Natsuki Nakamura1, Koshi Ninomiya1, Masahiro Ishihara2, Akihiro Yamamoto1, Manabu Sasaki1, Haruhiko Kishima1
  1. Department of Neurosurgery, Osaka University, Graduate School of Medicine, Suita, Japan
  2. Department of Neurosurgery, Iseikai International General Hospital, Osaka, Japan.

Correspondence Address:
Koshi Ninomiya, Department of Neurosurgery, Osaka University, Graduate School of Medicine, Suita, Japan.


Copyright: © 2024 Surgical Neurology International This is an open-access article distributed under the terms of the Creative Commons Attribution-Non Commercial-Share Alike 4.0 License, which allows others to remix, transform, and build upon the work non-commercially, as long as the author is credited and the new creations are licensed under the identical terms.

How to cite this article: Natsuki Nakamura1, Koshi Ninomiya1, Masahiro Ishihara2, Akihiro Yamamoto1, Manabu Sasaki1, Haruhiko Kishima1. Psoriasis vulgaris of the skin caused a L3-L4 lumbar epidural spinal abscess. 12-Apr-2024;15:125

How to cite this URL: Natsuki Nakamura1, Koshi Ninomiya1, Masahiro Ishihara2, Akihiro Yamamoto1, Manabu Sasaki1, Haruhiko Kishima1. Psoriasis vulgaris of the skin caused a L3-L4 lumbar epidural spinal abscess. 12-Apr-2024;15:125. Available from:

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Background: In a 31-year-old male, psoriasis vulgaris (PV) of the skin caused paraparesis attributed to a L3-L4 epidural spinal abscess that required emergent surgical decompression.

Case Description: A 31-year-old male presented with lower back pain and cauda equina compression attributed to a magnetic resonance-documented L34 enhancing lesion consistent with a spinal epidural abscess (SEA). The skin over the L3-L4 level revealed severe PV that proved to be the likely etiology of the right-sided paraspinal muscle abscess, infected right L3-L4 facet joint, and SEA. At surgery, the foci of infection were excised/decompressed, and cultures grew methicillin-susceptible Staphylococcus aureus. Following surgery, the patient was improved and was treated with appropriate antibiotic therapy.

Conclusion: PV caused a L3-L4 epidural spinal abscess and cauda equina compression in a 31-year-old male who was successfully treated with operative decompression and appropriate antibiotic management.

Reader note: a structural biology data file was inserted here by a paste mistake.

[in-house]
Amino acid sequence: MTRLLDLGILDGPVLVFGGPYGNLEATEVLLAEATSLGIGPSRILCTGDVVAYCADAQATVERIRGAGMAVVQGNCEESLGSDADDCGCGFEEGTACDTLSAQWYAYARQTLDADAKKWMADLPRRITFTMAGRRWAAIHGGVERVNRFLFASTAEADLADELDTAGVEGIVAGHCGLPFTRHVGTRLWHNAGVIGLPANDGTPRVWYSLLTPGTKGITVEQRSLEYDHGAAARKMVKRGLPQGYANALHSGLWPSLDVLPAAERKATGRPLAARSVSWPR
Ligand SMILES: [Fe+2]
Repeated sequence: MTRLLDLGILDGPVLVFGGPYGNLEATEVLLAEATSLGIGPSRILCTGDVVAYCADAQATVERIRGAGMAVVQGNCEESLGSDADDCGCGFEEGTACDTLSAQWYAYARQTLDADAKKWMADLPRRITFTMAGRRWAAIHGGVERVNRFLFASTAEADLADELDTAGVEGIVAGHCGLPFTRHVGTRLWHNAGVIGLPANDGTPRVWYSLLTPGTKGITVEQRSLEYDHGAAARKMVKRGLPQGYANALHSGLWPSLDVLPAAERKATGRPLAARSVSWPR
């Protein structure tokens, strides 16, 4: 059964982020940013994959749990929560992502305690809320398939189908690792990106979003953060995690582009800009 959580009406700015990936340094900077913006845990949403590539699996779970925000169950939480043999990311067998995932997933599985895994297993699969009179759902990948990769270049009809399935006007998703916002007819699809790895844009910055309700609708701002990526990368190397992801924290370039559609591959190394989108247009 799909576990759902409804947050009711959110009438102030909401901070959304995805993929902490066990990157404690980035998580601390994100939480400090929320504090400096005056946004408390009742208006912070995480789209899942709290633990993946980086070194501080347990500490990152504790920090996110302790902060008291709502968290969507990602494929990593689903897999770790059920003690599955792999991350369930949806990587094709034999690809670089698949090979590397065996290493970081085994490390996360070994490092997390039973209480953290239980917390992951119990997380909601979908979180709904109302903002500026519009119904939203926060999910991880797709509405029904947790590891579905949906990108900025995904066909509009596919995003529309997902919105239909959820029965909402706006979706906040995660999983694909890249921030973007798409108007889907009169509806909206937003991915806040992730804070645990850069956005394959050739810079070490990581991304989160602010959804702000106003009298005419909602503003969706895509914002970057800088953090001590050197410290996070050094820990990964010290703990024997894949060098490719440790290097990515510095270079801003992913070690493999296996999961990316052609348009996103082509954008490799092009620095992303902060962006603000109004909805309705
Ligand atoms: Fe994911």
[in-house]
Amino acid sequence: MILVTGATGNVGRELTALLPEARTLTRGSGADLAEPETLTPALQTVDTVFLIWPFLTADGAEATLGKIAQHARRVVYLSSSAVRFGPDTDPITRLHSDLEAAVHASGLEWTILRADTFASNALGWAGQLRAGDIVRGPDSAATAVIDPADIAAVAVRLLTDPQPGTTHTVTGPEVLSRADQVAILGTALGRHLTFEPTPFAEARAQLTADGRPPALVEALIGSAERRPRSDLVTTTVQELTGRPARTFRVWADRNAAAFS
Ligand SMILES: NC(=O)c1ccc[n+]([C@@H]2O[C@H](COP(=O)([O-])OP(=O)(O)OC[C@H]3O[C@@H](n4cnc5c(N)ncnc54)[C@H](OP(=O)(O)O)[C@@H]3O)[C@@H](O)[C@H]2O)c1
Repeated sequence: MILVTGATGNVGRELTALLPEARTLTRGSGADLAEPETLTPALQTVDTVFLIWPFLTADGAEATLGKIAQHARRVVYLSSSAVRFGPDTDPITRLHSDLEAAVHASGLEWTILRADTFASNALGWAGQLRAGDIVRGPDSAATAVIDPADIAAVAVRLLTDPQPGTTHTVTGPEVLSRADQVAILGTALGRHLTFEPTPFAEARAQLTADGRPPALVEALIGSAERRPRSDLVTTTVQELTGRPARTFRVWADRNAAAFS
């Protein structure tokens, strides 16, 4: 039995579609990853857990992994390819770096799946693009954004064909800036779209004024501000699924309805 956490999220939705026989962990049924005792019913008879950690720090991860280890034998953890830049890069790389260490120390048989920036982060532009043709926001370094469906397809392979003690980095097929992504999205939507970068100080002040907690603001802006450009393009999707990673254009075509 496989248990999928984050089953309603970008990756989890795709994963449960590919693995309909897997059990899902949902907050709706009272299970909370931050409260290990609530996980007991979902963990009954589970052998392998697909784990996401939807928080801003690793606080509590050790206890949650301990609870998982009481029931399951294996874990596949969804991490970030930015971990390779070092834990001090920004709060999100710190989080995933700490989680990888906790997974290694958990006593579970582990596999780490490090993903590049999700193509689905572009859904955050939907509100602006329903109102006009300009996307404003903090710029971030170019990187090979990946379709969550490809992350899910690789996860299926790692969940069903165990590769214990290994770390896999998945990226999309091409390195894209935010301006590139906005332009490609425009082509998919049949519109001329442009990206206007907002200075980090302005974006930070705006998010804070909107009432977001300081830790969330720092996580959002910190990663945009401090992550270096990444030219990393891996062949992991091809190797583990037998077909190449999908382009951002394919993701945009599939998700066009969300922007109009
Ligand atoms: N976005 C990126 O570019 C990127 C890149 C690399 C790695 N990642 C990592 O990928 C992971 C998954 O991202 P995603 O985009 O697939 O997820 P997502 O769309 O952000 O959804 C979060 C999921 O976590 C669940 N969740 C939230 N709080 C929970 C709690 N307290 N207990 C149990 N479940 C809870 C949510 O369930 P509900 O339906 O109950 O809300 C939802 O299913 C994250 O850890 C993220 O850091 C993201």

Keywords: Epidural abscess, Facet joint arthritis, Methicillin-susceptible Staphylococcus aureus, Paraspinal muscle abscess, Psoriasis vulgaris


Psoriasis vulgaris (PV) affects 85–90% of patients with psoriasis; it is the most common phenotype of atopic dermatitis. PV typically involves extensor surfaces of the elbows, knees, sacral region, and scalp. Here, a 31-year-old male with PV over the L3-L4 lumbar level presented with a cauda equina syndrome attributed to a L3-L4 spinal epidural abscess (SEA).


A 31-year-old male presented with one week of lower back pain, fever, bilateral lower extremity numbness, and one day of paraplegia with loss of sphincter function (i.e., cauda equina syndrome). The lumbar magnetic resonance (MR) documented an enhancing right paraspinal abscess that extended into the right L3-L4 facet joint and spinal epidural compartment[ 1 ] [ Figure 1 ]. The patient’s white blood cell count was elevated (i.e., 12770, neutrophils 81.1%), as was his C-reactive protein (11.57); interestingly, the blood cultures were negative.

Figure 1:

Lumbar magnetic resonance imaging showed an abnormal intensity lesion in the bilateral paraspinal muscle, especially at the right side (white arrow), in the L3/4 right facet joint (white arrow head), and epidural space (black narrow).



The incision for the laminectomy extended directly through the large erythematous skin lesion containing a small exudate (i.e., later diagnosed as PV) [ Figure 2 ]. Evidence of infection involved the right paraspinal muscles right L3-L4 facet joint, and extended into the epidural compartment (i.e., abscess). Cultures confirmed a methicillin-susceptible Staphylococcus aureus (MSSA) organism that was treated with four weeks of intravenous minomycin and followed by oral minomycin for two weeks (i.e., until the C-reactive protein level normalized [0.25]).